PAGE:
Nikky’s last Lexington reading for the book tour of Head Off & Split:
Holler Poets Series
Wednesday, March 30
HEAD OFF & SPLIT: REVIEW
Nikky Finney’s Head Off & Split , revolves around incremental discoveries. These poems are about microcosmic encounters with macro effects stretching from private to political spheres often with blurred borders. Winding through this collection there streams a pervasive current of identity, an acknowledgment of some facet of personality, upbringing, or spirit, that results in an event or realization about the larger picture.
The collection took root several years ago while on a familiar errand. Finney recognized in the question she’d been posited a hundred times by the man in the fish market, ‘Head off and split?’ another question at hand, “I started thinking how in the world, this is the problem. That if we didn’t hand over the dirty work…if we all took responsibility of what we know and what we don’t know—wow. Look how that would move forward the conversation…We’re not leaving it to one politicious soul to stand up in front and say, I’ll lead you. We’ll lead ourselves.”
In “Red Velvet,” a poem about Rosa Parks, Finney reminds us of Parks’ trade which informed her work within the Civil Rights Movement, “We never talk about her acuity as a seamstress…Rosa Parks was an operative. She was sent by the NAACP into small towns in the South to interview black women who’d been sexually assaulted or violated in some physical or sexual way to see if they were capable of standing trial…we talk about Rosa Parks as though she was on the bus just being tired. She was not tired. She was not, and yet that is the mindset we give students.”
From the introduction of a girl-turned-woman on a familiar errand, to a re-membering of Bush’s final State of the Union Address, a suite of poems about Condoleezza Rice, unflinching poems about the body, about love and love-making, the miracle that is maternal love, and the poet’s encounter at her brother’s wedding watching members of her family line up to dance with Strom Thurmond, the range of these poems is comprehensive. They are full-bodied and fully-loaded, at once intimate as much as they are cinematic in scale.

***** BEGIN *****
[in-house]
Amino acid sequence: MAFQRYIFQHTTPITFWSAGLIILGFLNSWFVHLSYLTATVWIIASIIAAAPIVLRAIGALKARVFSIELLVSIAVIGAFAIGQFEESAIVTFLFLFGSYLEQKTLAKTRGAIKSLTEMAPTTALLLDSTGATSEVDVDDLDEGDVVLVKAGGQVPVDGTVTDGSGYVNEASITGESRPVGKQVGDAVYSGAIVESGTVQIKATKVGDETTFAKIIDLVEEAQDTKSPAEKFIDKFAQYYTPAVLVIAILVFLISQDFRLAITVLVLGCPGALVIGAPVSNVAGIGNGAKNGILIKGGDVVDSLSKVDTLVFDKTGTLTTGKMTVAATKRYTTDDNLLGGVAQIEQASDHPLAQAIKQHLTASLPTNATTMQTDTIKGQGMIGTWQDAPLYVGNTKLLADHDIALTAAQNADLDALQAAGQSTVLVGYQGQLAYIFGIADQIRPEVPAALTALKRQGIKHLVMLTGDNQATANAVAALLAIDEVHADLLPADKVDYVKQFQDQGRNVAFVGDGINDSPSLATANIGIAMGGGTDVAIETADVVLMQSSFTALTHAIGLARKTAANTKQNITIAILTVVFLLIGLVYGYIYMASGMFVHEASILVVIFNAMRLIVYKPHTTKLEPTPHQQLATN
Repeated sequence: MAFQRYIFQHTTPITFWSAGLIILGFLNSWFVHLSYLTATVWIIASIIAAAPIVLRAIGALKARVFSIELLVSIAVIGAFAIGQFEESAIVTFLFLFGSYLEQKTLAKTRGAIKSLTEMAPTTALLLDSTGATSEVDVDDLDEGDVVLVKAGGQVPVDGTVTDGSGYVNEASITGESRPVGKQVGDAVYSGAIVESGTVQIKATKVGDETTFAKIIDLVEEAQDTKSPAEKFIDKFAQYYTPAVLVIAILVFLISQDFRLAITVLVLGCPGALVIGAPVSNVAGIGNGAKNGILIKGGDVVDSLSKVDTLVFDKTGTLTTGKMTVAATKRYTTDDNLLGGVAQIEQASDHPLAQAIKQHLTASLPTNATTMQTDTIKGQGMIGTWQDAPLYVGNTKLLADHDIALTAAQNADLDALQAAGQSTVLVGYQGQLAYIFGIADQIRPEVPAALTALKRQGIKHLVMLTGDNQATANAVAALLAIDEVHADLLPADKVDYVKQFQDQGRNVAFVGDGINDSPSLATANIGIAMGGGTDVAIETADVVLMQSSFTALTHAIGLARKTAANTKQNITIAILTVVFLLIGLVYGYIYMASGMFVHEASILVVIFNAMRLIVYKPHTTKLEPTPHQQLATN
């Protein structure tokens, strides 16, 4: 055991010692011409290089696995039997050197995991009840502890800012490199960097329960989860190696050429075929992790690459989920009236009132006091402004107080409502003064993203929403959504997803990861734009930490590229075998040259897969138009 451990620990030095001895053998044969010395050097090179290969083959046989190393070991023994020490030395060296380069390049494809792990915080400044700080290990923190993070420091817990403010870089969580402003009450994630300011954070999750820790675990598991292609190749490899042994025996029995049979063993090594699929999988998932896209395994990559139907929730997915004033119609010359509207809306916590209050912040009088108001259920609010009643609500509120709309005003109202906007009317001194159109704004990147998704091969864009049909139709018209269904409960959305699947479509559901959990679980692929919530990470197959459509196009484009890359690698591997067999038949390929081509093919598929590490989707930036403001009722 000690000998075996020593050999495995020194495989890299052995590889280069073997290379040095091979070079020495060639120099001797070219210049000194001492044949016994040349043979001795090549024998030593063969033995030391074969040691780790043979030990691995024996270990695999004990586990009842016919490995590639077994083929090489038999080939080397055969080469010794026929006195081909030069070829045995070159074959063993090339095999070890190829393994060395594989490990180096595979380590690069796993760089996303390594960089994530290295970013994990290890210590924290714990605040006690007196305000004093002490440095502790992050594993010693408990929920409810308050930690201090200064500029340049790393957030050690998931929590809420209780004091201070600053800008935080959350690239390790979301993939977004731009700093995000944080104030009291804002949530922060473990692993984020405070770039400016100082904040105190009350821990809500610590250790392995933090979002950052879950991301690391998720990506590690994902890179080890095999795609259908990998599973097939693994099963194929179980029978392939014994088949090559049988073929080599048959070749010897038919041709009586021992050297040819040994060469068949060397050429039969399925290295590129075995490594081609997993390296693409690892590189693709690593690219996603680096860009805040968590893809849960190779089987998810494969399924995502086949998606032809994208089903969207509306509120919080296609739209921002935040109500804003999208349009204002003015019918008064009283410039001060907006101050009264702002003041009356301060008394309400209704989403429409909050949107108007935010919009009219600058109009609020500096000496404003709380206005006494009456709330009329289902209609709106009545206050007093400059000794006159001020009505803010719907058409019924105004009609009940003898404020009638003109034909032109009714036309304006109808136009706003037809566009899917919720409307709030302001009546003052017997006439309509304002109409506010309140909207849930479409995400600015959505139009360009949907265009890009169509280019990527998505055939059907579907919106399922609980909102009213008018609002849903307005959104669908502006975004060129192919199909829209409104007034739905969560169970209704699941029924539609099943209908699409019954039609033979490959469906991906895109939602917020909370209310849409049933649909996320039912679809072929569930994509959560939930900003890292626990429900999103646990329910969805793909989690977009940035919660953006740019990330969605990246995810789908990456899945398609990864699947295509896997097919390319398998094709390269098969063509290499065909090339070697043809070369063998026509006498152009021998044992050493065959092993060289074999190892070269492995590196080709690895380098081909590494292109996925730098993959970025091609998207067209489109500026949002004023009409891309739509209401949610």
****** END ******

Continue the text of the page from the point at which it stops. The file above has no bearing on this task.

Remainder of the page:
In this collection, Finney reveals herself to be a master spellbinder for all walks of audiences to engage, “If they read my work, it will come through how much I love being a black woman in this world. But they don’t need that as a ticket to get in. They just need to come. They just need to be open to listening and having a conversation and the stories that I want to tell. If they’re open to that, that’s all I ask.”
HOW LEXINGTON INHERITED NIKKY FINNEY
In the late 1980s, Percival Everett, who at the time was an Associate Professor at the University of Kentucky, happened to be in Charleston, South Carolina on a panel about black writers in the South. Also on the panel was Nikky Finney in her late twenties, who had been living in Oakland with one book of poems, On Wings Made of Gauze, under her belt.
Not long after returning to California, Nikky was contacted by UK about an open Visiting Writer position for which Percival had nominated her. It seemed like a bittersweet opportunity albeit in a setting she might not have initially chosen, “I was working at Kinko’s as a manager running the midnight to morning shift…But I had read so many interviews with artists and writers talking about the influence of the academy in a negative way so I was trying to really stay away from that imprint.”
A writer with an innate sense of wanderlust, Nikky wanted to see the world, “That was my desire. I was twenty-three or twenty-four when my first book came out. And then I moved out to California…I knew that traveling was—all the writers tell you you gotta move around, you gotta see the world, you gotta leave home. And I had always done that. I had left home at seventeen…I was the one who always had to sort of go and see and write about it and come back and tell everybody else about it.”
Nikky decided to accept UK’s invitation, sight unseen, to come teach and write for a year, “I thought, where in the world is Kentucky? But, right before they called, I had this idea for a second book of poems and the job was killing me…Long story short, I said, I will teach two classes. Let’s just go try it. I could not believe how much writing I got done.”
For those who love her collection, Rice, they might be surprised to know in that first year, 1989-1990, Nikky finished the entire first draft of those poems, “This is the writing life. You have to make time. You have to have time to write. So there I was with this draft. And I went back to California. I went back to Kinko’s. The chair calls me to say, ‘Your student evaluations are amazing. Would you come back again?’”
The lure to return to Kentucky was increased by her position becoming tenure-track, “I was just about to turn thirty. Had never had health care. No health insurance. No dental insurance. None of that. I talked to my family and they were like, ‘Go. You need to do this right now.’ I was contemplating having a child and healthcare was critical at the time in that notion, so I was like, you know what? Let’s just go. It may not work out. It may work out. So I went.”
And Nikky found herself in love with teaching. She was granted tenure and has appreciated the support of her department when she steps away for a year or two to stay active as a writer, sometimes taking her to somewhere as close as Berea or as far away as Smith, “I don’t know that I would have stayed here had they been more rigid in how I had to do this. Their support has been critical to my remaining here for almost twenty years.”